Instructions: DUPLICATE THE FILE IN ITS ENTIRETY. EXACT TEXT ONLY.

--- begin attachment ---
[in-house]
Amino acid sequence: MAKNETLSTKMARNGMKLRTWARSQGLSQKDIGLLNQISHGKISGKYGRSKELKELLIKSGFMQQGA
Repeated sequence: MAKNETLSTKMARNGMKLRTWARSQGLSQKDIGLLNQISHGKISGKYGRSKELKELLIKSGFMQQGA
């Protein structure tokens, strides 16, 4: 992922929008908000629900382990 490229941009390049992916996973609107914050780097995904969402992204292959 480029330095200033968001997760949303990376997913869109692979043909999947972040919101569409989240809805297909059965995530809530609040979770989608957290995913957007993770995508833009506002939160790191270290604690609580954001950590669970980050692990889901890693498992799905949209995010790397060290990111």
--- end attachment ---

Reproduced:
[in-house]
Amino acid sequence: MAKNETLSTKMARNGMKLRTWARSQGLSQKDIGLLNQISHGKISGKYGRSKELKELLIKSGFMQQGA
Repeated sequence: MAKNETLSTKMARNGMKLRTWARSQGLSQKDIGLLNQISHGKISGKYGRSKELKELLIKSGFMQQGA
């Protein structure tokens, strides 16, 4: 992922929008908000629900382990 490229941009390049992916996973609107914050780097995904969402992204292959 480029330095200033968001997760949303990376997913869109692979043909999947972040919101569409989240809805297909059965995530809530609040979770989608957290995913957007993770995508833009506002939160790191270290604690609580954001950590669970980050692990889901890693498992799905949209995010790397060290990111």